Imagine that tomorrow, all of a sudden, Facebook is completely gone. Maybe someone wished upon a star, a competitor visited Vito Corleone on the day of his daughter's wedding, or a group of scary hacktivists had enough of the privacy violations and somehow managed to permanently take Facebook offline. Whatever the cause of death, the infamous social platform is gone, and it isn't coming back.
What comes next?
While the average user, after grieving the loss of Facebook, will eventually move on, the loss of Facebook would have serious implications for businesses that use it to market. But let's not get ahead of ourselves - if Facebook disappeared tomorrow, first the mass migration would begin.
Users would find new homes, and businesses would follow.
Facebook had 1.5 billion active users as of October, a 23% increase since March 2013. If Facebook fell, the torch would be passed - perhaps to Google+, or maybe an up-and-coming social site. Businesses that market on Facebook aren't going to let 1.5 billion potential customers walk out the door without following them. However, it took Facebook a couple of years before it finally introduced the business-friendly Facebook Pages feature in 2007. Google+ has a business page option, but a huge influx in users would require some serious tweaks. If people, especially those running businesses, start to move to a new site en masse, that opens up a whole host of issues like how best to feature businesses, and whether companies should even be allowed to use the service. For a time, businesses would have to start depending on their own websites and blogs to relay news and stay connected with fans.
Businesses would turn inwards.
Back in July, an annual study on consumer habits found that 81% of shoppers researched companies and products before making a major purchase. Most businesses treat Facebook as their central hub of information. They post positive reviews, discounts, news - it all gets put up onto the wall. Facebook's untimely end would mean they'd lose that hub, and savvy shoppers would have to go somewhere else to check out the company. Twitter is a good back-up, but that 140 character count maximum seriously limits what you can post, and the UI isn't very conducive to marketing. Businesses, however, can control the content that goes up on their own blog, so that's probably what they'd use for their new hub.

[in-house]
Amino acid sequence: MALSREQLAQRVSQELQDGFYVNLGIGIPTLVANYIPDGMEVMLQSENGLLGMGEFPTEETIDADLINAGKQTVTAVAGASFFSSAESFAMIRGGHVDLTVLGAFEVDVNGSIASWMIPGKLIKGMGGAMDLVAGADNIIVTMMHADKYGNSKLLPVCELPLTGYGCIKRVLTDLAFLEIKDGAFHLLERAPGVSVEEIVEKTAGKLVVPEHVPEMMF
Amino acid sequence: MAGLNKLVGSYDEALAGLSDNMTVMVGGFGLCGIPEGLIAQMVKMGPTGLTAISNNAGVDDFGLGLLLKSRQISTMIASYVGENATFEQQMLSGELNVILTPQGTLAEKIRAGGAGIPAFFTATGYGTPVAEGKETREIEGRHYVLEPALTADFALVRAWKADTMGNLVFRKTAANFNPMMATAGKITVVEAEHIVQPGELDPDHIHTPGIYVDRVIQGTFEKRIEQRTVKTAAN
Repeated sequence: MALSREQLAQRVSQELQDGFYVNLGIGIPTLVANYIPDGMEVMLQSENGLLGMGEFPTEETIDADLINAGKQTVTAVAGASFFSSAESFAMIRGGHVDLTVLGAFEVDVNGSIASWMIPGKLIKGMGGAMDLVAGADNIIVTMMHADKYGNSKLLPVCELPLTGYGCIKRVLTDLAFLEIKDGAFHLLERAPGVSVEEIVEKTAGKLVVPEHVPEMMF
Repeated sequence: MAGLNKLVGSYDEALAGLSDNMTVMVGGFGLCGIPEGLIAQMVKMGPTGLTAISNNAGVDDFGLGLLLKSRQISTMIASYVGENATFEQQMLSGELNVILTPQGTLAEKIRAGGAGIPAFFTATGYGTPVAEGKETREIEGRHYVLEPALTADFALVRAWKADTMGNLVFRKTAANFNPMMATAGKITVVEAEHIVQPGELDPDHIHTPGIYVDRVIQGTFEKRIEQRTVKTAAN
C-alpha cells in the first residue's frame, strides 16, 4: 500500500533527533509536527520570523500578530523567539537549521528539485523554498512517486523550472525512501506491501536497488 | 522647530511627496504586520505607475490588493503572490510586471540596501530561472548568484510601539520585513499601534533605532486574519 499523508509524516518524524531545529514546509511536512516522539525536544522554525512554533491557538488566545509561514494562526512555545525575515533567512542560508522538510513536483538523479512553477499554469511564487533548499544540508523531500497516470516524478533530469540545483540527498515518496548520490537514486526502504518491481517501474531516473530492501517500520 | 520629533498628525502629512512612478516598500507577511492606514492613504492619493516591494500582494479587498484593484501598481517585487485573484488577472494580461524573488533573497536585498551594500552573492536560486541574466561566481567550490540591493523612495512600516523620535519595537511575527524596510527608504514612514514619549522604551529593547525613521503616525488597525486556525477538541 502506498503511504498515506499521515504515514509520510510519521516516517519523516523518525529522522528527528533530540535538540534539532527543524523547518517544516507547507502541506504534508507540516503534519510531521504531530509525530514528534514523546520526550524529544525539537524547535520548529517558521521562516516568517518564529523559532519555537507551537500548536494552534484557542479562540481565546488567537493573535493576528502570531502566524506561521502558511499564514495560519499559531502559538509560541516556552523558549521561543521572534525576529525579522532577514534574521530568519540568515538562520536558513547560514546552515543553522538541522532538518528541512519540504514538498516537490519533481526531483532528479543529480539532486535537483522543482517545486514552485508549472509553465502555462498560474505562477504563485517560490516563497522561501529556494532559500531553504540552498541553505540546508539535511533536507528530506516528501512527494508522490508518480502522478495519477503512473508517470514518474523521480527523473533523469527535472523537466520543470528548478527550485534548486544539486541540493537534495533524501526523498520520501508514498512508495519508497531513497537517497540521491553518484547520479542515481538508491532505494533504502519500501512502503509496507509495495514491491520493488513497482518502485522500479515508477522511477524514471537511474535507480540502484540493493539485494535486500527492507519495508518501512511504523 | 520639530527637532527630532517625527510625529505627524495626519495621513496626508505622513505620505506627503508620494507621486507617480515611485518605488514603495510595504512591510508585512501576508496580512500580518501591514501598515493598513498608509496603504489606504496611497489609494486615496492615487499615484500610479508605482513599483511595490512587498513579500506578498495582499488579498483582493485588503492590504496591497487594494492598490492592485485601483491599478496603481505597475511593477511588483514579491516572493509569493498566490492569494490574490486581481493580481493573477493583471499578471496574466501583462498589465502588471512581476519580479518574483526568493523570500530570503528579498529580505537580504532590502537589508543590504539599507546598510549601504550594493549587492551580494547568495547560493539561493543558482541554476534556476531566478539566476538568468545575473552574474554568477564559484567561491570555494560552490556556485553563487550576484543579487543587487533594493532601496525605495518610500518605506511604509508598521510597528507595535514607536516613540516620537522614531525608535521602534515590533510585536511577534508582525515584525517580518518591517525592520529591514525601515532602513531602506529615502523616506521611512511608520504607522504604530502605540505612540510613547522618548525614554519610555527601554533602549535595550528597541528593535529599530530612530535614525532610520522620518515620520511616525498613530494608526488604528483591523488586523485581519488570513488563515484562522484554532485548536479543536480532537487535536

Marketing would change.
Small businesses rarely optimize their marketing message for each individual social site. Instead, they aim for the big one - Facebook - and just copy and paste some form of that marketing on other sites. After Facebook's finale, that would have to change. If users don't all congregate on one site like they did with Facebook, amateur and professional social marketers will have to re-examine how they post content and grab user attention. Marketing may become as much about finding and following the right users as it is about posting eye-catching content and getting a better EdgeRank.
Of course, Facebook is not going to disappear overnight, but this "what if?" scenario is a good one to consider and certainly does hold a candle to some serious problems in social marketing. Some social marketers and businesses are too focused on Facebook. As users slowly begin to frequent other social sites outside of the Facebook realm, take the above imaginary situation into consideration. Remember that Google+ is important and should not be ignored, and that company blogs shouldn't be neglected and left to stagnate. Work on expanding where your brand has a social presence. Different social platforms mean different audiences to tap into - you should never allow for just one site to completely engulf all of your marketing efforts.